- Don’t be imperial/colonial. That is, if you are from the dominant (White) culture and you set up a practice or a school in a minority community (Native American, Latino, Black, Asian) or in an economically disadvantaged community of any ethnicity or race, your student body and your staff should reflect the community you are in. Your practice should be relevant to the community's needs, and it should be affordable and otherwise accessible to the community. As a show of good faith, you should attend functions and enter institutions in that neighborhood. Integration and understanding are mutual and respectful. Colonialism, imperialism, and gentrification are racist and serve to further oppress already oppressed minorities.
- Explore the scholarship/art of the “other”. Read books, watch movies, and attend cultural events by (rather than about) the other people in your world in order to better understand the other people in your world.
- To the best of your ability, pronounce people’s names correctly (or ask how to), even if a student seems "ok" with your mispronunciation. Never make fun of someone's name or even their nickname.
- Know that, if you represent the power structure/dominant culture, and you work in a minority community, it will take time to build trust.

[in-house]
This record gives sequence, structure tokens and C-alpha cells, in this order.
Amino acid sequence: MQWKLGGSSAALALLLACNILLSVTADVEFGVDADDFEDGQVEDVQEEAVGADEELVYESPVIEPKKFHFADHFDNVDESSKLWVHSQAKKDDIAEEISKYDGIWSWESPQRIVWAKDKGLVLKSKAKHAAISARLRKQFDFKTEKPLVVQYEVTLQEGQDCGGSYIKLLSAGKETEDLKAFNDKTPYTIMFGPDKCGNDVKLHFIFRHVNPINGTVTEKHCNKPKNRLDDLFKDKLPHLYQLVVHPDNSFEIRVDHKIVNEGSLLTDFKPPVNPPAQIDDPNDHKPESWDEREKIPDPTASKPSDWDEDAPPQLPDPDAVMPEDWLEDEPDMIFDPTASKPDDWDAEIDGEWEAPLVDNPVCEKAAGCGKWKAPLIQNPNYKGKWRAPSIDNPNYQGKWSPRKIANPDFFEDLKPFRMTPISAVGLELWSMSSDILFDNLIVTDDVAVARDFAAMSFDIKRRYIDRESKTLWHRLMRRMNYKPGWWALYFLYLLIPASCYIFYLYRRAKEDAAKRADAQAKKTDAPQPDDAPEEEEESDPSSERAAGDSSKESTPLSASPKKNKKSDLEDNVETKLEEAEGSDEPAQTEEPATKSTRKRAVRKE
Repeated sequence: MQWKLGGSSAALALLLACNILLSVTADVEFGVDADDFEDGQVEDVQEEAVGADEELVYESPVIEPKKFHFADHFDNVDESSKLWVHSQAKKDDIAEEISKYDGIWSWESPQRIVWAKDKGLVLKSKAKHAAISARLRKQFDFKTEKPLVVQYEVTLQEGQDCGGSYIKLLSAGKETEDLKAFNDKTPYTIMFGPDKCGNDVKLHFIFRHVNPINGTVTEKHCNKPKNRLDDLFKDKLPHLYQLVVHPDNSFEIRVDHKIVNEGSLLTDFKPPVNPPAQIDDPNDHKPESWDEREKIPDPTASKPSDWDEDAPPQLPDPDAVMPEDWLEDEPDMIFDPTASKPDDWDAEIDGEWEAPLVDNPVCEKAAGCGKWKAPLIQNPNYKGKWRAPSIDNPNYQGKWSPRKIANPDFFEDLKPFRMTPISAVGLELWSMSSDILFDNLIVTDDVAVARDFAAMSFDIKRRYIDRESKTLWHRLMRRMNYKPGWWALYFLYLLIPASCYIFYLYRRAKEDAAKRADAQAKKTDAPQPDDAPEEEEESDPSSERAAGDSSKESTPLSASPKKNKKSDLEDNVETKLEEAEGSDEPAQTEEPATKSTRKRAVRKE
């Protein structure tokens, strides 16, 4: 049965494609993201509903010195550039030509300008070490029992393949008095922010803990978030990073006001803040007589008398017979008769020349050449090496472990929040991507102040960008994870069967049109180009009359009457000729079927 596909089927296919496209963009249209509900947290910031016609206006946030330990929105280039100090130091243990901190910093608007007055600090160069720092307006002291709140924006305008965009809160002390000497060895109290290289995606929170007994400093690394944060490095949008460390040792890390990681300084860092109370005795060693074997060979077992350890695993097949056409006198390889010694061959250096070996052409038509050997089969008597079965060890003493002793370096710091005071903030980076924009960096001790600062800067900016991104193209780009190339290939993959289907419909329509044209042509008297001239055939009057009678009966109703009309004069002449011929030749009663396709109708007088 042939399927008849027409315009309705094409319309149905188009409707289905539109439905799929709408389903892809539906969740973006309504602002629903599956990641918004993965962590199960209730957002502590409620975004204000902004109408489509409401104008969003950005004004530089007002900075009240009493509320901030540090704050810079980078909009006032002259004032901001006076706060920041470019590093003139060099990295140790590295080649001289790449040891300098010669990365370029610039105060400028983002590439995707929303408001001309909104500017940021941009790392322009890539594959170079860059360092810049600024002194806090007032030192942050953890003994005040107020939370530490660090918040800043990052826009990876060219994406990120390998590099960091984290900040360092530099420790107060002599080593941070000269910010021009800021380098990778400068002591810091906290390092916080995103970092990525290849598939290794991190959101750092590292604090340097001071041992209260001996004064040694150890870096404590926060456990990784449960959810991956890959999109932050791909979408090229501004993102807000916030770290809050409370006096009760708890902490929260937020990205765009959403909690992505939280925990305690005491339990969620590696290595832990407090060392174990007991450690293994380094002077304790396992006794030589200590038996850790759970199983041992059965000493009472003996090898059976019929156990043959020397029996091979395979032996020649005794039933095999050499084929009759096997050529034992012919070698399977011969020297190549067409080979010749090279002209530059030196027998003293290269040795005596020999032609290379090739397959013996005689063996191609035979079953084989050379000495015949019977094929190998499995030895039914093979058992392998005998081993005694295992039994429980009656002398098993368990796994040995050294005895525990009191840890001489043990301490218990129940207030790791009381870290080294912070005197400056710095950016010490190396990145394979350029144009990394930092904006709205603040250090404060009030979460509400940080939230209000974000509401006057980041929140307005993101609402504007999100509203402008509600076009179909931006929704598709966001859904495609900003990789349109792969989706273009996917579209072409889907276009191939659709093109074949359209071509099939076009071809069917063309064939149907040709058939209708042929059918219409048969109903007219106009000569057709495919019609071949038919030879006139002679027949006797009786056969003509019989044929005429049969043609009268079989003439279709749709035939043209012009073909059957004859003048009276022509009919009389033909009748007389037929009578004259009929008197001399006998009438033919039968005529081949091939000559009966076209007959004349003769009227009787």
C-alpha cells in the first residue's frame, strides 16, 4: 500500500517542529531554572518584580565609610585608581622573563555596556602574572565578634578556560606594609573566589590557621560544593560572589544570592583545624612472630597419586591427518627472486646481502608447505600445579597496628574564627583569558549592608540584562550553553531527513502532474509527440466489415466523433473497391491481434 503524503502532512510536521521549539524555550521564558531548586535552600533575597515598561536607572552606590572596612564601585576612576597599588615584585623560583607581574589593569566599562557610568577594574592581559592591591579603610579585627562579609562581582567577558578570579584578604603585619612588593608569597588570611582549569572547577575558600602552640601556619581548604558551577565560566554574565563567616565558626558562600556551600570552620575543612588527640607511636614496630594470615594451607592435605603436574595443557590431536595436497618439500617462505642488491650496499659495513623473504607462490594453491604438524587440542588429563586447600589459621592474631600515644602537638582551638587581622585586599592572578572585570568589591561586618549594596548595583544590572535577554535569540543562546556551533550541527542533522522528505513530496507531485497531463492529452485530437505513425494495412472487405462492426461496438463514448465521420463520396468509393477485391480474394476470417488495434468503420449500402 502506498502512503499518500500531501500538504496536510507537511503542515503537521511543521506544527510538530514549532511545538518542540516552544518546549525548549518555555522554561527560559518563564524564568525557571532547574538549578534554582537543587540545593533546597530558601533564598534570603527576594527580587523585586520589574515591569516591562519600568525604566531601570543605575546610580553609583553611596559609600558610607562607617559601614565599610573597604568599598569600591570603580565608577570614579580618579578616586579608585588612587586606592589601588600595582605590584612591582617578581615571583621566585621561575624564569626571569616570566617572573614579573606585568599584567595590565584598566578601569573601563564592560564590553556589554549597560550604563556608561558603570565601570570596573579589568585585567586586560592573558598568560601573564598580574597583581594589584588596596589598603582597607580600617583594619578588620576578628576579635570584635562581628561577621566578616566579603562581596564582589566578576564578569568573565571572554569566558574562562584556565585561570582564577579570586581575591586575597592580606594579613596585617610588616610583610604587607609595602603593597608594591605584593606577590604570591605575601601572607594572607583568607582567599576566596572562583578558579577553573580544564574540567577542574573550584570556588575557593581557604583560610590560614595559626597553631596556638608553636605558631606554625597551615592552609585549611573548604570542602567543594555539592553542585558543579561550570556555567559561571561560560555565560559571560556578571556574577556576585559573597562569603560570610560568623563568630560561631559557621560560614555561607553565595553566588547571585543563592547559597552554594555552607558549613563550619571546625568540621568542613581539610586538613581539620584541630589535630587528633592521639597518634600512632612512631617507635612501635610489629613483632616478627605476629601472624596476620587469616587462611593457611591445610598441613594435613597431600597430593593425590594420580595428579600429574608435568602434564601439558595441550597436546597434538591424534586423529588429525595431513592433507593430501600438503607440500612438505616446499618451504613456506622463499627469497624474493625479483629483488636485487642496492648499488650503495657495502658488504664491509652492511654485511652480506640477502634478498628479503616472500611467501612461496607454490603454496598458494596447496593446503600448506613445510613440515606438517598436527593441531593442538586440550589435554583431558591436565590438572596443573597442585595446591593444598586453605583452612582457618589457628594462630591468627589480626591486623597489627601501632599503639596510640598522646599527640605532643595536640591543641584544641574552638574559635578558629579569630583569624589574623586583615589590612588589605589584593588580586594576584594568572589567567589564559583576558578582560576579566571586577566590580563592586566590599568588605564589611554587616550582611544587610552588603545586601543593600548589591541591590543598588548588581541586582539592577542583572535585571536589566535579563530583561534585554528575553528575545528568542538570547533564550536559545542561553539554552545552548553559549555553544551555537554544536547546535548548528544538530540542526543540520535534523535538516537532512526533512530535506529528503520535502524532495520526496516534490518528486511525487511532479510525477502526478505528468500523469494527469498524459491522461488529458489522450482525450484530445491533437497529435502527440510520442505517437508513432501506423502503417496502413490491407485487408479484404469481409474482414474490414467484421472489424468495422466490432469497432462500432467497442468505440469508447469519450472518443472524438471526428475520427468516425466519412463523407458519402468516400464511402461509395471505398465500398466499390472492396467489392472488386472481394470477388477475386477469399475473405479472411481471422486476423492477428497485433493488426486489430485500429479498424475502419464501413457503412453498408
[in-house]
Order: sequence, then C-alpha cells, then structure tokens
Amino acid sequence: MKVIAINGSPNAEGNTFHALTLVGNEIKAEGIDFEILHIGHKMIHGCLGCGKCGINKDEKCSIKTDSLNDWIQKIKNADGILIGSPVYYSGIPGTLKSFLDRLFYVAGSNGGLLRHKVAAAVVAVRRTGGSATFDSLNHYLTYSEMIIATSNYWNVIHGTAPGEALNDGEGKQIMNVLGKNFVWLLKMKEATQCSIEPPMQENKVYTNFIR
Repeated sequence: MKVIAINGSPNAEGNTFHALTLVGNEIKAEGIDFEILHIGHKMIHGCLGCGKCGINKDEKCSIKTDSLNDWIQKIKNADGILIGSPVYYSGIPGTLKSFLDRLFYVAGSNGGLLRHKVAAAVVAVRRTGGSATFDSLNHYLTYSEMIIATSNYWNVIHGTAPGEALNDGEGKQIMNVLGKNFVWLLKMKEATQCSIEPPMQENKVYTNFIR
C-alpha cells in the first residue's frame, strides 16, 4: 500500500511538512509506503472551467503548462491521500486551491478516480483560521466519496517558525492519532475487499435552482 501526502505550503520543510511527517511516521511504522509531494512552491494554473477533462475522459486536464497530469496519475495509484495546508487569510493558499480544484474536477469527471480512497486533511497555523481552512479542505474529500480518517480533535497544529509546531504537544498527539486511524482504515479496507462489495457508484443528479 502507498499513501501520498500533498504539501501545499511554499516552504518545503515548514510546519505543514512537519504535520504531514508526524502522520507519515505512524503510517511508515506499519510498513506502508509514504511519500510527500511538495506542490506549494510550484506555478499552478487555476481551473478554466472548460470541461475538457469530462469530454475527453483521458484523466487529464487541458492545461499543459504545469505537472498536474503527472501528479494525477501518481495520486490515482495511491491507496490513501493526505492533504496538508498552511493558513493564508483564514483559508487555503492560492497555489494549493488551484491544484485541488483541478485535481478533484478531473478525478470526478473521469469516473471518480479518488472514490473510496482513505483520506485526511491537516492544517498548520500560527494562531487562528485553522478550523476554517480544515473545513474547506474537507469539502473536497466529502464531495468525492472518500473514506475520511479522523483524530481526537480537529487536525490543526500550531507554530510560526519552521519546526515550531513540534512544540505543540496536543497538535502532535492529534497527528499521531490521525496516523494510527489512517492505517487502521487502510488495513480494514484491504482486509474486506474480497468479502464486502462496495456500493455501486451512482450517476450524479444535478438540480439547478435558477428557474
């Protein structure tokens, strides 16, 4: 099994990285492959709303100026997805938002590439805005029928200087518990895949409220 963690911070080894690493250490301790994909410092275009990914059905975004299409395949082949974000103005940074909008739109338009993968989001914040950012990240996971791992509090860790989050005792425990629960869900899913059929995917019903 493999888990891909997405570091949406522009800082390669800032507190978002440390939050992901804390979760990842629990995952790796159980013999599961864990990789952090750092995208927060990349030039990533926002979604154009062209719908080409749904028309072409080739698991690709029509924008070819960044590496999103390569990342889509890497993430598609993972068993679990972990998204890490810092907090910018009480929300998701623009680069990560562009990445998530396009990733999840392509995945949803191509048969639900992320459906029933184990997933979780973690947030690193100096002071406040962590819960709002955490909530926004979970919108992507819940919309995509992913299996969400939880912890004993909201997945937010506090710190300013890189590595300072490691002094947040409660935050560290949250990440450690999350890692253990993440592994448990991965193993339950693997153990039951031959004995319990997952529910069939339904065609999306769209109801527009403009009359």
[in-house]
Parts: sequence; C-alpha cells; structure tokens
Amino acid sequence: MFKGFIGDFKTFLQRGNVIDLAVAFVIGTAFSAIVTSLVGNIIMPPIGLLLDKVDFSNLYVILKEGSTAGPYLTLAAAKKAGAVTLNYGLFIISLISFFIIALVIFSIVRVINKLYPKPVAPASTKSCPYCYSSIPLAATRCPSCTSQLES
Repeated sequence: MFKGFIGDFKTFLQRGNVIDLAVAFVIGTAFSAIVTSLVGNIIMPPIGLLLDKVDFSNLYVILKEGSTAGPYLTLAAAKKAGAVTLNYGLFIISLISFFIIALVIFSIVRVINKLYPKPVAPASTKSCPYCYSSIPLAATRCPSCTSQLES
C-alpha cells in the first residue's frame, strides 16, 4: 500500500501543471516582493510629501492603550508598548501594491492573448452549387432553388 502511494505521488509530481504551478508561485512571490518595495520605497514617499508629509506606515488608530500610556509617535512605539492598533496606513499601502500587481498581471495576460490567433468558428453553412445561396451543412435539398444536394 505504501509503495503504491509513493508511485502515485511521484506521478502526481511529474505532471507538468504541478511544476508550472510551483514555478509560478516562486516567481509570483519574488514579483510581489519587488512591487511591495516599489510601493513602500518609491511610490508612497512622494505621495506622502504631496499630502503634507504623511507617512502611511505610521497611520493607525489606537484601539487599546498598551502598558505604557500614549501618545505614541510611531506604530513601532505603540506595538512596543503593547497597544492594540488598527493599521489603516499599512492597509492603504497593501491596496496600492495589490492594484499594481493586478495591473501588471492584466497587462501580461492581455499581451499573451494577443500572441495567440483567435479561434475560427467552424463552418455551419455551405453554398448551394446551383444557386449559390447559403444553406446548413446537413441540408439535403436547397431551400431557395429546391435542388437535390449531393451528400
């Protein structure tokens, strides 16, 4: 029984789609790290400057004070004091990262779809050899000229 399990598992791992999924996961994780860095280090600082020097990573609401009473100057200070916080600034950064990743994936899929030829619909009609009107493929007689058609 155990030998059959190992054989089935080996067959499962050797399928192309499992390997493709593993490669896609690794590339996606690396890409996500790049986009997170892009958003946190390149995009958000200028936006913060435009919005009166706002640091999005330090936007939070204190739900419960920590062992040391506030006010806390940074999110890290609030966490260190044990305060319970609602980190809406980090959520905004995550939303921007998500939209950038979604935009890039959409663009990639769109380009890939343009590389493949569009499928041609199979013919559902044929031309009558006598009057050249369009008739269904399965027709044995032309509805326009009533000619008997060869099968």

- Make a personal connection with people before getting down to business.
- Remember that even though there are many differences between us all, the most important things--love, dignity, joy--transcend culture.
- Focus on the human traits that make us more similar than different. Everyone wants to be safe and know their family is safe.
- Provide accurate realistic role plays, using language that would be associated with the crime and may include profanity; allow them to do the same; speak at their level
- Stress the importance of developing a strong attitude (everyone, regardless of background, wants to feel self-confident and strong)
- Provide handouts of safety tips that speak to your students’ everyday activities
- Demonstrate your own proficiency in the application of physical techniques, and your willingness and ability to answer their what-if questions